Humanitarian aid on one’s doorstep

I had unexpected guests for breakfast in late April on our rural homestead west of Tucson, Arizona. Two Mexican men banged on the back door and held up their empty water bottles. I asked them in Spanish what they needed. “Agua (water),” they replied.

I motioned them around to the patio and brought out juice jugs of filtered water. “Would you like some pan tostado y café (toast and coffee)?” They nodded. I cleaned the outdoor table and bustled around the kitchen with a sense of excitement because we have so few visitors.

When we ride our horses on nearby trails, we see discarded backpacks, clothing, and black water jugs from travelers passing through. This was the first time anyone knocked on our door.

In a few minutes, I served the men plates of eggs, toast, tortillas, and orange slices and set out hot sauce and hot black coffee. They dug in with gusto and I pulled up a chair.

Marco was a native of Oaxaca, a southern state on the Mexican mainland with a large indigenous population. He was bound for a farm in Oregon where he worked every season. His companion, Gregorio, came from Cabo San Lucas, on the tip of Baja California. A house painter by trade, he was trying to get to a job in Atlanta, Georgia.

“Aren’t there a lot of Americans living in Cabo and lots of tourists?” I asked. “Why can’t you find work there?”

“Too much competition,” Gregorio answered. So he left his wife and three daughters at home and trekked to the border.

I noted that they came from distant parts of Mexico. “How did you meet?” I asked.

“At a farm in Sinaloa,” they said. That state, just south of our bordering state of Sonora, produces winter vegetables for the US market.

I thought for a minute about the span of the geography, how two men from far-flung parts of their country teamed up and crossed the border at Sasabe. From there, they walked north for several days to arrive in our neighborhood. Neither wore a backpack.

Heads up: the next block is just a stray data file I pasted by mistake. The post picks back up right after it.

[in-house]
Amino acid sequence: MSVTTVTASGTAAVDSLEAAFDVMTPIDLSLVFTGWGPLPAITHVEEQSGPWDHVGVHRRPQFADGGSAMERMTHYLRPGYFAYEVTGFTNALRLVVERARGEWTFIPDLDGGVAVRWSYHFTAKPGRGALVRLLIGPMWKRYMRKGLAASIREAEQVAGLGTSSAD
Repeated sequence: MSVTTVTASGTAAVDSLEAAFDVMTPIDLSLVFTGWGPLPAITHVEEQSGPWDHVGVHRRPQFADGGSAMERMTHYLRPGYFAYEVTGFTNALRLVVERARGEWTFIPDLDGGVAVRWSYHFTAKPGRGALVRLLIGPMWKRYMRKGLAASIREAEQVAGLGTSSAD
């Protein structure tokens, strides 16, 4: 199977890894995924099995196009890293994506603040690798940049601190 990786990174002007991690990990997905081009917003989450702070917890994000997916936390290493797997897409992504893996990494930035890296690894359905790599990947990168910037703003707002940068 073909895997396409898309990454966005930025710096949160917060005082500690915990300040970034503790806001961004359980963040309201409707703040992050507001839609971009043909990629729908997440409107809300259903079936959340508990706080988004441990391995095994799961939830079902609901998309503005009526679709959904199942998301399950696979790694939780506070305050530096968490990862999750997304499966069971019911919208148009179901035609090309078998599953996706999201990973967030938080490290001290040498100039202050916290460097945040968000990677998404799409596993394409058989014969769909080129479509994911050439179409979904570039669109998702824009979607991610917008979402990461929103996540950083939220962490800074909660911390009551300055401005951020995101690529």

They both thanked me and then headed down a wash on the last leg of their desert journey with full stomachs and water sloshing in their bottles. I said a prayer for a safe trip.

The Border Patrol nabbed Marco alongside a highway. After an overnight stay at the Tucson station, he was bused to the central California desert and deported to Mexicali.

When we ride our horses on nearby trails, we see discarded backpacks, clothing, and black water jugs from travelers passing through. This was the first time anyone knocked on our door. I feel like I live in a crossroad of the world, where migrating workers from distant points south of the border converge and trek northward to jobs far from the border.

Eighteen days later, our dog barked loudly from the patio and I found two hot thirsty men standing outside. I didn’t recognize the first man, but the other was Marco. “What happened?” I asked.

The Border Patrol nabbed him alongside a highway, but Gregorio ran into the desert and escaped, Marco said. After an overnight stay at the Tucson station, Marco was bused to the central California desert and deported to Mexicali. I recognized the maneuver. Border Patrol touts its Alien Transfer Exit Program as a way to break the connection between migrants and their guides by dumping them off many miles from their original crossing point. Only Marco didn’t use a coyote.

A migrant shelter helped him, Marco said, and he took a bus east until he reached Sasabe and crossed with a new companion, Andrés.

“How do you do this?” I asked. How do you walk five days through the desert with little food and water and no blanket for sleeping?

I brought out water and iced tea and served lunch on the patio. Andrés came from Puebla, where he cooked in restaurants. He was heading for a job in Phoenix, to earn far more money, he said. Four years ago, he got stopped for a traffic violation in Phoenix and was deported. This was his first attempt to cross again.

By coincidence, we all had daughters. I told Marco my daughter lived in Oregon, where he was going. He admired our two mares. He rode horses in Oaxaca and his seven-year-old daughter liked to ride, he said.

“How do you do this?” I asked. How do you walk five days through the desert with little food and water and no blanket for sleeping?

“With our strength,” Andrés answered, and motioned upward. “And with the help of God.

Marco took out his new cell phone and asked for my phone number. Then they headed up the wash in the midday sun. Just after midnight, my phone lit up with a text message from Marco. “Good evening, Señora Denise. I am well, thanks to God.

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